The combination of sensors powerful on-demand Cloud Computing and IoT Platforms allow devices to provide optimize functions in, among other areas, smart maintenance, operations management, fleet monitoring, route monitoring, remote area surveillance, and smart warehouse and inventory management. To illustrate the IoT’s economic impact, the improvements in inventory, logistics and overall supply chain is estimated to reach a global annual savings of €460 to €700 billion by 2025. (2)
CETMO Analysis, adapted from McKinsey & Company (3)
As discussed in the AI and Automation and Robotics sections, IoT also presents a broad range of uses and acceptable adoption that is expanding rapidly with key players in manufacturing and logistics already reaping its benefits. DLH estimates the general adoption and deployment of this technology with a high economic impact will happen within 3-5 years, faster than for example Robotics and Automation and AI (4). Additionally, IoT component manufacturers and platform and service providers continue to consolidate and expand its offerings. Just regarding IoT Platforms, Microsoft, IBM, Oracle, SAP and Hitachi offer such reliable services.
IIoT EFFECTS ON CORPORATE AND COUNTRY DISPARITY
IIoT has been identified from its inception as a KETTL that generates large benefits not only to logistics but also and particularly to all passenger and freight transport sectors. Indeed, the quick advances, falling costs, scalable nature, and sufficient adoption already taken place facilitates some kind of adoption with limited risks even to small operators and is already generating a small boon for smart modest adopters.
IIoT has a clear application in developing countries to bypass present limitations in infrastructure, for example in fleet management and location in transportation, city management, sustainable energy in isolated areas with low cost use of solar energy, and innovatively pay as you go transaction models using IoT enabled devices.
RFID Journal, Volume 22, Ashton,Kevin, The Internet of Things, 2009
Mackinsey & Company, The Internet of Things: Mapping the Value Beyond Hype, 2015 link
McKinsey & Company. Ashutosh, Hastings, Murnane, Neuhaus, Automation in Logistics: Big Opportunity, Bigger Uncertainty, 2019. link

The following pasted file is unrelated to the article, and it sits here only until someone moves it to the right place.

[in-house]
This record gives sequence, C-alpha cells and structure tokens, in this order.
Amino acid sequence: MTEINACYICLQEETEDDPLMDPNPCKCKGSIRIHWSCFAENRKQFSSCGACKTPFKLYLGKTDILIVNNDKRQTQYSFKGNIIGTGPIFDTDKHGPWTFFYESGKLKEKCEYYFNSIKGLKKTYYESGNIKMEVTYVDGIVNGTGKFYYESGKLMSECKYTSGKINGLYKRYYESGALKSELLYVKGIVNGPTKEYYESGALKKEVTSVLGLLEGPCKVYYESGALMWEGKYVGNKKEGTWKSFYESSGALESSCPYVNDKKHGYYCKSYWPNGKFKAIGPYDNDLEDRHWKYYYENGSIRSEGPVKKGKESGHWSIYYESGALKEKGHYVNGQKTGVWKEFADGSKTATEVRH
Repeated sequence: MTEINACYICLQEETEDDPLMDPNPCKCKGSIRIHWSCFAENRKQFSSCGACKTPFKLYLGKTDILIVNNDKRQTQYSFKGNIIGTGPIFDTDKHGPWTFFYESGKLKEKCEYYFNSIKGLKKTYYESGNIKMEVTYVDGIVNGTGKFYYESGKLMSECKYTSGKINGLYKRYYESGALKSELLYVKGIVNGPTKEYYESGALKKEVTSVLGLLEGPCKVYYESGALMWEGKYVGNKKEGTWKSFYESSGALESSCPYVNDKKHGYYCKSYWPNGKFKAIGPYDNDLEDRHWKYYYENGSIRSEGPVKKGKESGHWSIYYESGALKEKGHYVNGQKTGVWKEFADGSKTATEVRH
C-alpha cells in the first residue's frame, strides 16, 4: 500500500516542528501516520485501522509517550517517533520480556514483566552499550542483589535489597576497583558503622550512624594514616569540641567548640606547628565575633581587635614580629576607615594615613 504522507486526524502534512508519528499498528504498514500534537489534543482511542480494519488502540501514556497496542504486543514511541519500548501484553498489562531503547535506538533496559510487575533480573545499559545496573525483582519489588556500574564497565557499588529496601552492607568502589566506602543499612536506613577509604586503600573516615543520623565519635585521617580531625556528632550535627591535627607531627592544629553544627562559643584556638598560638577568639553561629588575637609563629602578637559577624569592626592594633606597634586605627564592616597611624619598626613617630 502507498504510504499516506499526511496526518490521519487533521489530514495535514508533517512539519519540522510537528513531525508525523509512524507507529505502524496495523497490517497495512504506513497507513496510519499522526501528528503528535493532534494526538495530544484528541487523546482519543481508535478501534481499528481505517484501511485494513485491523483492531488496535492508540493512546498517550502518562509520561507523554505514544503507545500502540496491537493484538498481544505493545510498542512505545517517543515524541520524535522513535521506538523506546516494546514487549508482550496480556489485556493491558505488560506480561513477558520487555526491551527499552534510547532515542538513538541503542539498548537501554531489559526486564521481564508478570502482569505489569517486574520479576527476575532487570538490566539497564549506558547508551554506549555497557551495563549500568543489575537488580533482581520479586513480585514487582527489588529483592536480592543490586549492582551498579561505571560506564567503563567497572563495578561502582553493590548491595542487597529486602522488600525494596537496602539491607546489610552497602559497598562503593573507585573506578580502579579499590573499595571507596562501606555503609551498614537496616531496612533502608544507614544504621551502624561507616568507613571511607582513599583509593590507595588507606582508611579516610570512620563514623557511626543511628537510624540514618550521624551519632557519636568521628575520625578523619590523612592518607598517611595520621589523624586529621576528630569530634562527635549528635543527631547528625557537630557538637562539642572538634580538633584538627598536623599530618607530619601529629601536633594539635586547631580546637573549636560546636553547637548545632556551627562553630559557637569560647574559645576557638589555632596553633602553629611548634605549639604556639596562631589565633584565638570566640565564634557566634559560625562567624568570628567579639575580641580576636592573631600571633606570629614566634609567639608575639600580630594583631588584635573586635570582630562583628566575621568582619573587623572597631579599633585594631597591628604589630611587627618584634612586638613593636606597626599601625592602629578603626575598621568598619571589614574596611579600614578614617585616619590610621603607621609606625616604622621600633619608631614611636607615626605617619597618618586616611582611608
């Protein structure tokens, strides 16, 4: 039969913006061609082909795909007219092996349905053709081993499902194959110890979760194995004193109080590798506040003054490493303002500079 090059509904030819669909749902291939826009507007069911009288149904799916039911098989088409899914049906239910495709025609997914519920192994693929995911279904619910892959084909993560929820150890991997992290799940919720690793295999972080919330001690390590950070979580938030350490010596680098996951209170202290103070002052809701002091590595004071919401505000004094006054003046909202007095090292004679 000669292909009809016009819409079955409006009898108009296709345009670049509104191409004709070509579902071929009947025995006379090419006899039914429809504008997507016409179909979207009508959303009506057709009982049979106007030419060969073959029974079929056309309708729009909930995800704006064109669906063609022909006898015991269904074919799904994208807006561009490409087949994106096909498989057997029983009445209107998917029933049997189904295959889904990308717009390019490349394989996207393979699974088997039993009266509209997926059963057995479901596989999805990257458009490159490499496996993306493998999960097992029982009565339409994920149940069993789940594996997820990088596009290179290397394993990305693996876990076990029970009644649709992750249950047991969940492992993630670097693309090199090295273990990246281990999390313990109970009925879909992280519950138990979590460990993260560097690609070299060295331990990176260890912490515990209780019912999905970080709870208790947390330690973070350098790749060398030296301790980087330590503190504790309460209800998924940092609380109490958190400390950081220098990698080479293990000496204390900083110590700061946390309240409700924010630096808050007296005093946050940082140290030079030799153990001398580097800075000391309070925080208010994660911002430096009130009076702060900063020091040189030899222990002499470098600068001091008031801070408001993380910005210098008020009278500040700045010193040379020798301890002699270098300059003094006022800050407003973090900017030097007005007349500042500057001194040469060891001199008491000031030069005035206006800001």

DHL, Logistics Trend Radar, 5th Edition, 2020. link
The distributed computing allowed by IoT, with the collection of the myriad of data provided by the sensors and actuators embedded in devices, and their analysis in the Cloud by 3rd part application providers, and the instructions sent back to the devices to correct and act allows an impressive level of automated efficiency and a broad range of effects, some are:
Planning quality is significantly increased by having multiple additional inputs. Planning is more precise, detailed and better adjusted to reality as a result the delta between Planning and operation is reduced.
Better control of port operations such as stowage and cargo control. Fuel consumption control and fuel emission reduction. Improving risk detection and prevention.
Goods’ Location in real time and with complementary information (temperature, humidity, security control, replacement of containers, …) that allows a more effective control of the goods that need a particular treatment.
Uninterrupted Traceability throughout the logistics process, and integration with different agents, including the customer himself. Traceability of loads and real-time service performance indicators are automatically processed, resulting in a more accurate picture of the company. Improves understanding of the business, and the
Added Transparency and updating of the organization’s information towards customers, due to autonomous and automatic collection and delivery of information.
Universal Access: immediate and complete access to planning data.
Near Total Operation Control: including for example infrastructure’s state, location of the fleet, consumption including integration of information from different agents.
Multi-Agent Traceability of commercial procedures, in real time, with indicators accessible by the different agents involved in the processes.
Proceduresand Transaction Traceability such as requests, orders, suggestions, complaints, claims, improving the relationship between all participants (suppliers, operators, users).
Sources: CETMO and “Impacte de les KETs en la digitalització dels diferents àmbits del transport”, CENIT-CINESI – December 2020